August 7, 2018
All Tax Articles

Life insurance premiums are not normally deductible for income tax purposes because they are considered personal expenses. However, there are two scenarios under which the premiums are deductible.

First, if an employer pays life insurance premiums for an employee and the insurance is for the benefit of the employee or his or her family (e.g. the beneficiaries are the employee’s estate, or spouse or children), there is a taxable benefit for the employee. On the payment side, the employer can normally deduct the premiums as a business expense.

Second, there is a special rule in the Income Tax Act that allows a deduction if a taxpayer takes out life insurance and is required to assign the insurance policy to a financial institution as collateral for a loan. A deduction for the premiums is allowed, generally if the loan is used for the purpose of earning income from a business or property. 

As an example, if you own a private corporation that needs a loan, your bank may require insurance on your life as collateral, particularly in the case where the corporation has few hard assets and its value is largely dependent upon your effort and expertise. If your corporation pays the premiums on the insurance, it can normally deduct the premiums. 

However, the amount of the deduction is limited to the “net cost of insurance in respect of the year” under the policy. The net cost of insurance is determined using actuarial principles set out in the Income Tax Regulations. In general terms, it uses mortality assumptions and is meant to approximate the cost of the pure life insurance coverage under the policy for the taxation year.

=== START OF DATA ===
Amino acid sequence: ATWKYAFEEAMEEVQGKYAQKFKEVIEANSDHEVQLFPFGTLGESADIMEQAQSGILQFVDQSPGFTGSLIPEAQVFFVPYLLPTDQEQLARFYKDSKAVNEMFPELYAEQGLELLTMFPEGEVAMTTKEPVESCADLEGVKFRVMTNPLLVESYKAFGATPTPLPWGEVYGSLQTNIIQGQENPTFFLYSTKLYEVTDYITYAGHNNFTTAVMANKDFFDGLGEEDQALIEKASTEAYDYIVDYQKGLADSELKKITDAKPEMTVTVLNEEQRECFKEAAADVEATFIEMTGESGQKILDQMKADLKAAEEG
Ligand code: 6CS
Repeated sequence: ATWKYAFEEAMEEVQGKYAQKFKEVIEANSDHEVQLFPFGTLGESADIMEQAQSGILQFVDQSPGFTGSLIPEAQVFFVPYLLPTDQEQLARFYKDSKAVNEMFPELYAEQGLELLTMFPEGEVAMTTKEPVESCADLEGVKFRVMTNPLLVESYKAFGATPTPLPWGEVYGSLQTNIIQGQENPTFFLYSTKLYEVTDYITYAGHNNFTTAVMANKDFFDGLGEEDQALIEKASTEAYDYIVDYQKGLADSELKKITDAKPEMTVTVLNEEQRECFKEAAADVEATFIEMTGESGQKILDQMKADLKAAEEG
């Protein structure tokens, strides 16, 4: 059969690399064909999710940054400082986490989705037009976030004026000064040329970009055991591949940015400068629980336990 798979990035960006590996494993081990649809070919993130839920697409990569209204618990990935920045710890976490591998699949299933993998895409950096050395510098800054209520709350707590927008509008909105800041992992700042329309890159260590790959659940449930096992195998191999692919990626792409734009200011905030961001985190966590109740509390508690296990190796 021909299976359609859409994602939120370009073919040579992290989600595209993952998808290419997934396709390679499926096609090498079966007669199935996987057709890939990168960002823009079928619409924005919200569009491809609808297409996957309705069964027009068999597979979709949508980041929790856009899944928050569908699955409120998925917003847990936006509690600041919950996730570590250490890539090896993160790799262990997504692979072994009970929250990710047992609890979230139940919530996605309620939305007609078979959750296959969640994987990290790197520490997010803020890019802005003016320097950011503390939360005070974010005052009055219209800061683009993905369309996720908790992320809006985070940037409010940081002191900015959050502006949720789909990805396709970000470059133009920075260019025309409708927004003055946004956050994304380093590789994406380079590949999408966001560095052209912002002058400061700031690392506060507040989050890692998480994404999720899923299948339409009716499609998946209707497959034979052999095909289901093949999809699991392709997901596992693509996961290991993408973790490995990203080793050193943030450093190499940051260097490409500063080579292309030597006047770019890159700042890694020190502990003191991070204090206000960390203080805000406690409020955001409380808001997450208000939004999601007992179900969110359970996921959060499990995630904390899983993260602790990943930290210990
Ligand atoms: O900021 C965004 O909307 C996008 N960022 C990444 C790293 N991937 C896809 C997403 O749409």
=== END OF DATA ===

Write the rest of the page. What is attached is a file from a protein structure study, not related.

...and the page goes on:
The deduction is also limited to the amount that “can reasonably be considered to relate to the amount owing from time to time during the year” under the loan. For example, if the life insurance coverage under an assigned policy is $1 million and the amount owing under the loan throughout the taxation year is $400,000, the amount deductible is limited to 40% of the lesser of the premiums payable and the net cost of pure insurance under the policy for the year. 

The CRA states that it is not necessary that the insurance policy be taken out at the time of borrowing. An assignment of an existing policy is acceptable for these purposes.

This letter summarizes recent tax developments and tax planning opportunities from a third-party affiliate; however, we recommend that you consult with an expert before embarking on any of the suggestions contained in this blog post, which are appropriate to your own specific requirements. Please feel free to get in touch with Lee & Sharpe to discuss anything detailed above, we would be pleased to help.
Sandy J. Lee

Hello my name is Sandy Lee, I am a partner at Lee & Sharpe.

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